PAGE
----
The treaty categorically outlaws the worst weapons of mass destruction and establishes a clear pathway to their total elimination. It is a response to the ever-deepening concern of the international community that any use of nuclear weapons would inflict catastrophic, widespread and long-lasting harm on people and our living planet.
We are proud to have played a major role its creation, including through advocacy and participation in diplomatic conferences, and we will work assiduously in coming years to ensure its full implementation. Any nation that seeks a more peaceful world, free from the nuclear menace, will sign and ratify this crucial accord without delay.
The belief of some governments that nuclear weapons are a legitimate and essential source of security is not only misguided, but also dangerous, for it incites proliferation and undermines disarmament. All nations should reject these weapons completely – before they are ever used again.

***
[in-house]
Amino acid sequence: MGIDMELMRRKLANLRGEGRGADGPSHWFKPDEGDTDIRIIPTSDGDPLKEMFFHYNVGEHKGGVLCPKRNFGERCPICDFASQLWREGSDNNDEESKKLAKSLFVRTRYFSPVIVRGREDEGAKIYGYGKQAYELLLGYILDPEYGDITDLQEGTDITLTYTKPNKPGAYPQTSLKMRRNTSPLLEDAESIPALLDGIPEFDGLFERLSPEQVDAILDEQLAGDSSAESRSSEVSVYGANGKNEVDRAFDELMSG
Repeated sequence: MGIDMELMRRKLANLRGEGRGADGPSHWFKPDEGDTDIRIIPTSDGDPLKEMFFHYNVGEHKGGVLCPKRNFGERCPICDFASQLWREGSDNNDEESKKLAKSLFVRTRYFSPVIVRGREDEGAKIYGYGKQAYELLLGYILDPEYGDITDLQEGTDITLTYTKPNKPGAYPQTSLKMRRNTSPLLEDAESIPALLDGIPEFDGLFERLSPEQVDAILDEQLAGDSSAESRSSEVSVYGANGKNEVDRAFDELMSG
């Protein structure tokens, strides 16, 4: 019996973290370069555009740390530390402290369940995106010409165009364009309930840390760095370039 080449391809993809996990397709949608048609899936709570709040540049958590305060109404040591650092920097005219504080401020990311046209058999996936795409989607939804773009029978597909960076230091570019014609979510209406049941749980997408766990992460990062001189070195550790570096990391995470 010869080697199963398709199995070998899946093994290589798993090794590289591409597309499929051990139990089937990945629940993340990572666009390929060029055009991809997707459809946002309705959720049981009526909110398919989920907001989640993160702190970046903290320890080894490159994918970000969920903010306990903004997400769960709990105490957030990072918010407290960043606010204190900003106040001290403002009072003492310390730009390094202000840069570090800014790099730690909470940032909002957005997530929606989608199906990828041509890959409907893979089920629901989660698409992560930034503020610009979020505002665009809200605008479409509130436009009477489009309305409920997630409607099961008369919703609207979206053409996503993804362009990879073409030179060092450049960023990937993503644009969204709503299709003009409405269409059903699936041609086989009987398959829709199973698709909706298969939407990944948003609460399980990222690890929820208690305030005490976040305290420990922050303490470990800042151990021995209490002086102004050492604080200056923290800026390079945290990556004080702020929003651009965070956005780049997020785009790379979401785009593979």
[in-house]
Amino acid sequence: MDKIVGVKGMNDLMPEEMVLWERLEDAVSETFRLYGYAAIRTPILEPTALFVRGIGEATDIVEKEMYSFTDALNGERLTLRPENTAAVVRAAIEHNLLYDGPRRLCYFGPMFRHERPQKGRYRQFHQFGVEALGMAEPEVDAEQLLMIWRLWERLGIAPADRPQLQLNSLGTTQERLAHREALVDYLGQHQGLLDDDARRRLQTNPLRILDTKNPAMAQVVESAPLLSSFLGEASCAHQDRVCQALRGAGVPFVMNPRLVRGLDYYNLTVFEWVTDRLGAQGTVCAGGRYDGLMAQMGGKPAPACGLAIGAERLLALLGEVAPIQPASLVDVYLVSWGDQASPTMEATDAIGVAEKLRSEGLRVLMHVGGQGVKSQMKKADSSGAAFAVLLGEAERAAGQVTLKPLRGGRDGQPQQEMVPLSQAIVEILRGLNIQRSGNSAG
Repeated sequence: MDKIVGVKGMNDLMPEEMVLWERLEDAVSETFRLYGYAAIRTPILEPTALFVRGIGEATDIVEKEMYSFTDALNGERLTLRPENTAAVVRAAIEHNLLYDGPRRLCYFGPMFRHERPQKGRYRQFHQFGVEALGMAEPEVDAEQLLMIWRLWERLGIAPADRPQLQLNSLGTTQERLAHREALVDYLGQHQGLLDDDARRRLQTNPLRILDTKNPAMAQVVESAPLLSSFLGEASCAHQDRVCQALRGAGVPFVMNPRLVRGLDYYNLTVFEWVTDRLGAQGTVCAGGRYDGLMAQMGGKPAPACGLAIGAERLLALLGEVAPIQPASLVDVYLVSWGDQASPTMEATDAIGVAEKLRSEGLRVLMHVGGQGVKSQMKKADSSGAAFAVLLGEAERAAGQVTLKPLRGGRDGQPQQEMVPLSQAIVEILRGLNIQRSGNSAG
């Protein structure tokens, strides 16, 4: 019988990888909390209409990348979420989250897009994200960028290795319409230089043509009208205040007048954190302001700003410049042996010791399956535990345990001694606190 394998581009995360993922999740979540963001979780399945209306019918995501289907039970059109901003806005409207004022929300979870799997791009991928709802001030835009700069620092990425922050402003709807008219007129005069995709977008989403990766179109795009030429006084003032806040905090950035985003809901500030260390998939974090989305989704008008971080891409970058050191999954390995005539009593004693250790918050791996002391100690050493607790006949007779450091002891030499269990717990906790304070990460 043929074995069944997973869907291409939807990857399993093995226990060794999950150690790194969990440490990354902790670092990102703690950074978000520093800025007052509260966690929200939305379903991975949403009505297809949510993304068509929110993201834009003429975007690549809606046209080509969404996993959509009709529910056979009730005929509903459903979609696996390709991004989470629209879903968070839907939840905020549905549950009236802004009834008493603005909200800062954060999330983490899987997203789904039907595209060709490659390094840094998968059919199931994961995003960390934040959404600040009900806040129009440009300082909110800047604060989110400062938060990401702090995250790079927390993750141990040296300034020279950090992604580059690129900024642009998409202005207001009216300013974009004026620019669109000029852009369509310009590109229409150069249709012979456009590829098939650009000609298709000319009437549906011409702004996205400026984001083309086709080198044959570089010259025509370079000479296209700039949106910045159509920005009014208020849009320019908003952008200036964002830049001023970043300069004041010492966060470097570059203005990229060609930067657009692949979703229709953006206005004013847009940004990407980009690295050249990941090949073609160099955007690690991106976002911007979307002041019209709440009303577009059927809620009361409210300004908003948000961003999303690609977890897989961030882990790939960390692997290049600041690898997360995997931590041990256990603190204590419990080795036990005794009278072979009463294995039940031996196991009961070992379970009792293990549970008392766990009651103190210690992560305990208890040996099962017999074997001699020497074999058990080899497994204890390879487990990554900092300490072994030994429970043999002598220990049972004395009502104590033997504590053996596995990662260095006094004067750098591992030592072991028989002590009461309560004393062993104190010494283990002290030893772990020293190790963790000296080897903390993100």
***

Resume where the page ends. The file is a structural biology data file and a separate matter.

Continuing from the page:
This is a time of great global tension, when fiery rhetoric could all too easily lead us, inexorably, to unspeakable horror. The spectre of nuclear conflict looms large once more. If ever there were a moment for nations to declare their unequivocal opposition to nuclear weapons, that moment is now.
We applaud those nations that have already signed and ratified the Treaty on the Prohibition of Nuclear Weapons, and we urge all others to follow their lead. It offers a pathway forward at a time of alarming crisis. Disarmament is not a pipe dream, but an urgent humanitarian necessity.
We most humbly thank the Norwegian Nobel Committee. This award shines a needed light on the path the ban treaty provides towards a world free of nuclear weapons. Before it is too late, we must take that path.
International Campaign to Abolish Nuclear Weapons
3Un article du Globe & Mail du 27 octobre.
NOBEL PEACE PRIZE
Canadian woman who survived Hiroshima bombing urges change of heart from Trudeau
Cliquez ici : http://trk.cp20.com/click/kip6v-c7honm-788fpyk9/